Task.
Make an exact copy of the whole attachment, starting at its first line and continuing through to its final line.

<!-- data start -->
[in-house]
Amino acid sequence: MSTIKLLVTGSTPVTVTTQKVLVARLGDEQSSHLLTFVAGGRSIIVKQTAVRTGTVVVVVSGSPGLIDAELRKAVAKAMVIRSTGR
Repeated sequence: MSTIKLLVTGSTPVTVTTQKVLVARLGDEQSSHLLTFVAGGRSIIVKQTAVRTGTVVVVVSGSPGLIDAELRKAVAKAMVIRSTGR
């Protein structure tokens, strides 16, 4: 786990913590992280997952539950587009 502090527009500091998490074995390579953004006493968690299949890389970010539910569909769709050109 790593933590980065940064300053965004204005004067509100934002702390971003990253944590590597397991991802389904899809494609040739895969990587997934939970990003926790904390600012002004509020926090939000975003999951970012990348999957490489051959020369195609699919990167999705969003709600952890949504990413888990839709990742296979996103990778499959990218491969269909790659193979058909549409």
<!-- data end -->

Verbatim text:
[in-house]
Amino acid sequence: MSTIKLLVTGSTPVTVTTQKVLVARLGDEQSSHLLTFVAGGRSIIVKQTAVRTGTVVVVVSGSPGLIDAELRKAVAKAMVIRSTGR
Repeated sequence: MSTIKLLVTGSTPVTVTTQKVLVARLGDEQSSHLLTFVAGGRSIIVKQTAVRTGTVVVVVSGSPGLIDAELRKAVAKAMVIRSTGR
């Protein structure tokens, strides 16, 4: 786990913590992280997952539950587009 502090527009500091998490074995390579953004006493968690299949890389970010539910569909769709050109 790593933590980065940064300053965004204005004067509100934002702390971003990253944590590597397991991802389904899809494609040739895969990587997934939970990003926790904390600012002004509020926090939000975003999951970012990348999957490489051959020369195609699919990167999705969003709600952890949504990413888990839709990742296979996103990778499959990218491969269909790659193979058909549409």